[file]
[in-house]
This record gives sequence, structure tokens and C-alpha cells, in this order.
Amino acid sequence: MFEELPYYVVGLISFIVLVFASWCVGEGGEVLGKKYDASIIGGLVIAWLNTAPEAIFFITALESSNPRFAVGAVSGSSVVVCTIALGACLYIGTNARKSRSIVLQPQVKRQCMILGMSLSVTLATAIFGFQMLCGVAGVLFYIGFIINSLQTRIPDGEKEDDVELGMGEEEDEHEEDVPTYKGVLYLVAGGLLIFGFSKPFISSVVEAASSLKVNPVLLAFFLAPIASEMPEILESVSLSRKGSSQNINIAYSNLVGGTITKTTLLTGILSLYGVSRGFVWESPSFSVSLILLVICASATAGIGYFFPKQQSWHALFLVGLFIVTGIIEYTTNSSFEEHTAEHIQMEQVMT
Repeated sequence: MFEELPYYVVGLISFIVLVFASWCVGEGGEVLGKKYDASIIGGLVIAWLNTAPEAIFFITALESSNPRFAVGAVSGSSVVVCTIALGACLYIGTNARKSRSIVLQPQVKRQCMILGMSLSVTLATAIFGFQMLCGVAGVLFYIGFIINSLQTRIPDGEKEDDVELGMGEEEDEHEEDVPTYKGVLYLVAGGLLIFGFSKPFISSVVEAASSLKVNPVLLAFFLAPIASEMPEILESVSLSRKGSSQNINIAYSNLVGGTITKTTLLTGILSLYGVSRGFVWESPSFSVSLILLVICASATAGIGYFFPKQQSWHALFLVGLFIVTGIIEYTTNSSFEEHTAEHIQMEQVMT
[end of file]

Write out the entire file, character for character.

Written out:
[in-house]
This record gives sequence, structure tokens and C-alpha cells, in this order.
Amino acid sequence: MFEELPYYVVGLISFIVLVFASWCVGEGGEVLGKKYDASIIGGLVIAWLNTAPEAIFFITALESSNPRFAVGAVSGSSVVVCTIALGACLYIGTNARKSRSIVLQPQVKRQCMILGMSLSVTLATAIFGFQMLCGVAGVLFYIGFIINSLQTRIPDGEKEDDVELGMGEEEDEHEEDVPTYKGVLYLVAGGLLIFGFSKPFISSVVEAASSLKVNPVLLAFFLAPIASEMPEILESVSLSRKGSSQNINIAYSNLVGGTITKTTLLTGILSLYGVSRGFVWESPSFSVSLILLVICASATAGIGYFFPKQQSWHALFLVGLFIVTGIIEYTTNSSFEEHTAEHIQMEQVMT
Repeated sequence: MFEELPYYVVGLISFIVLVFASWCVGEGGEVLGKKYDASIIGGLVIAWLNTAPEAIFFITALESSNPRFAVGAVSGSSVVVCTIALGACLYIGTNARKSRSIVLQPQVKRQCMILGMSLSVTLATAIFGFQMLCGVAGVLFYIGFIINSLQTRIPDGEKEDDVELGMGEEEDEHEEDVPTYKGVLYLVAGGLLIFGFSKPFISSVVEAASSLKVNPVLLAFFLAPIASEMPEILESVSLSRKGSSQNINIAYSNLVGGTITKTTLLTGILSLYGVSRGFVWESPSFSVSLILLVICASATAGIGYFFPKQQSWHALFLVGLFIVTGIIEYTTNSSFEEHTAEHIQMEQVMT